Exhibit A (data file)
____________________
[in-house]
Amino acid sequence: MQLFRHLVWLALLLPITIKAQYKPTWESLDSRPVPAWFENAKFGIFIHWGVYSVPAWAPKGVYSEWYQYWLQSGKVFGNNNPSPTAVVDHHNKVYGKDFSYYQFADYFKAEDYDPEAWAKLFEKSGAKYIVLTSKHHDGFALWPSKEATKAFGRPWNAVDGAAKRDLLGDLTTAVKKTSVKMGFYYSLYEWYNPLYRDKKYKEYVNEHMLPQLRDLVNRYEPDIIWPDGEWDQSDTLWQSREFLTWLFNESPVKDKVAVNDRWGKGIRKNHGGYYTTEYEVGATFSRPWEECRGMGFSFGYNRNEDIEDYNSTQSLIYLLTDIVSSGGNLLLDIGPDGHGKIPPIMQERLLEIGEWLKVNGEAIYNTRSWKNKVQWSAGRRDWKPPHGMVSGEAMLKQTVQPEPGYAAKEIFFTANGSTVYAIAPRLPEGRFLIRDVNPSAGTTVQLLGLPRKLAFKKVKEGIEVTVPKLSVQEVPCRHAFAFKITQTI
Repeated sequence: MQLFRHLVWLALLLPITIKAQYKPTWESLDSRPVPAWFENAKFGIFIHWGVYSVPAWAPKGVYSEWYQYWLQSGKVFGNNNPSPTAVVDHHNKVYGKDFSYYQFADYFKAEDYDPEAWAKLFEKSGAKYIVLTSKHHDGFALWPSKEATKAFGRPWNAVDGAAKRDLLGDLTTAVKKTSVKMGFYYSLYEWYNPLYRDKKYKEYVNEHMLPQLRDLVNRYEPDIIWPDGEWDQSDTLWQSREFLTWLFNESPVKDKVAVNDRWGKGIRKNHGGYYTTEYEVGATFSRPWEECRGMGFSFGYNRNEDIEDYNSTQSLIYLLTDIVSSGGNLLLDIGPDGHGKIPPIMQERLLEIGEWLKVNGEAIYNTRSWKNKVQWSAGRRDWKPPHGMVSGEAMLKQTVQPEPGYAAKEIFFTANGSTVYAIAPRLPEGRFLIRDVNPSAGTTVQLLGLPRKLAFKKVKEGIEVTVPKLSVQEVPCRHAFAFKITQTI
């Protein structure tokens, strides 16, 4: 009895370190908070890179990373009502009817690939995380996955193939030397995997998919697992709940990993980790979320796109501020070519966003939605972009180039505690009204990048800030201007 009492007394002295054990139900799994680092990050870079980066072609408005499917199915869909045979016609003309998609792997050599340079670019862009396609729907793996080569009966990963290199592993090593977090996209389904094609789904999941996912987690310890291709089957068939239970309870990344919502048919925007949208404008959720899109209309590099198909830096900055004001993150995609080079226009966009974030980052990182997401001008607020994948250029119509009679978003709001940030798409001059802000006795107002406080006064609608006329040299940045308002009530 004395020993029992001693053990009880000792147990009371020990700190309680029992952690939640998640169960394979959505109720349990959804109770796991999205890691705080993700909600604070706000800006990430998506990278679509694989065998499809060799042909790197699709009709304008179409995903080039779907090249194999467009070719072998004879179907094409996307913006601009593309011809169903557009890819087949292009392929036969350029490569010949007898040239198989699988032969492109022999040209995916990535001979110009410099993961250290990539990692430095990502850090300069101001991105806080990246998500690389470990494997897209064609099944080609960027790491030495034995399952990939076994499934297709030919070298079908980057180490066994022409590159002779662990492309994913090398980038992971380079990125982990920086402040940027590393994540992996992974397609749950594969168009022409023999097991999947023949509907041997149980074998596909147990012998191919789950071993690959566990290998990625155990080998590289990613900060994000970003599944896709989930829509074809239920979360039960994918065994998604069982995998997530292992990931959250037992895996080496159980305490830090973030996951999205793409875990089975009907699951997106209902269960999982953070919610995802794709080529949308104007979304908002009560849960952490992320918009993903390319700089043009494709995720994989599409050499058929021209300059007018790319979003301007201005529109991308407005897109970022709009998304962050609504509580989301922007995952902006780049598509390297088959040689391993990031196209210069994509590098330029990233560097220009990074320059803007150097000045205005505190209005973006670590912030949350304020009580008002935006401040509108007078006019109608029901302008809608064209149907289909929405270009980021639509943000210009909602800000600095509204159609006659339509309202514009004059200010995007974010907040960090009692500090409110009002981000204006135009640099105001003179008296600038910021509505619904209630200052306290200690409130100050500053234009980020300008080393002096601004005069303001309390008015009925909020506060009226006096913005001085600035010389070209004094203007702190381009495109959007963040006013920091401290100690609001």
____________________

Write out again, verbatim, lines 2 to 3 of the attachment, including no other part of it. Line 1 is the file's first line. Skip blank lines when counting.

Amino acid sequence: MQLFRHLVWLALLLPITIKAQYKPTWESLDSRPVPAWFENAKFGIFIHWGVYSVPAWAPKGVYSEWYQYWLQSGKVFGNNNPSPTAVVDHHNKVYGKDFSYYQFADYFKAEDYDPEAWAKLFEKSGAKYIVLTSKHHDGFALWPSKEATKAFGRPWNAVDGAAKRDLLGDLTTAVKKTSVKMGFYYSLYEWYNPLYRDKKYKEYVNEHMLPQLRDLVNRYEPDIIWPDGEWDQSDTLWQSREFLTWLFNESPVKDKVAVNDRWGKGIRKNHGGYYTTEYEVGATFSRPWEECRGMGFSFGYNRNEDIEDYNSTQSLIYLLTDIVSSGGNLLLDIGPDGHGKIPPIMQERLLEIGEWLKVNGEAIYNTRSWKNKVQWSAGRRDWKPPHGMVSGEAMLKQTVQPEPGYAAKEIFFTANGSTVYAIAPRLPEGRFLIRDVNPSAGTTVQLLGLPRKLAFKKVKEGIEVTVPKLSVQEVPCRHAFAFKITQTI
Repeated sequence: MQLFRHLVWLALLLPITIKAQYKPTWESLDSRPVPAWFENAKFGIFIHWGVYSVPAWAPKGVYSEWYQYWLQSGKVFGNNNPSPTAVVDHHNKVYGKDFSYYQFADYFKAEDYDPEAWAKLFEKSGAKYIVLTSKHHDGFALWPSKEATKAFGRPWNAVDGAAKRDLLGDLTTAVKKTSVKMGFYYSLYEWYNPLYRDKKYKEYVNEHMLPQLRDLVNRYEPDIIWPDGEWDQSDTLWQSREFLTWLFNESPVKDKVAVNDRWGKGIRKNHGGYYTTEYEVGATFSRPWEECRGMGFSFGYNRNEDIEDYNSTQSLIYLLTDIVSSGGNLLLDIGPDGHGKIPPIMQERLLEIGEWLKVNGEAIYNTRSWKNKVQWSAGRRDWKPPHGMVSGEAMLKQTVQPEPGYAAKEIFFTANGSTVYAIAPRLPEGRFLIRDVNPSAGTTVQLLGLPRKLAFKKVKEGIEVTVPKLSVQEVPCRHAFAFKITQTI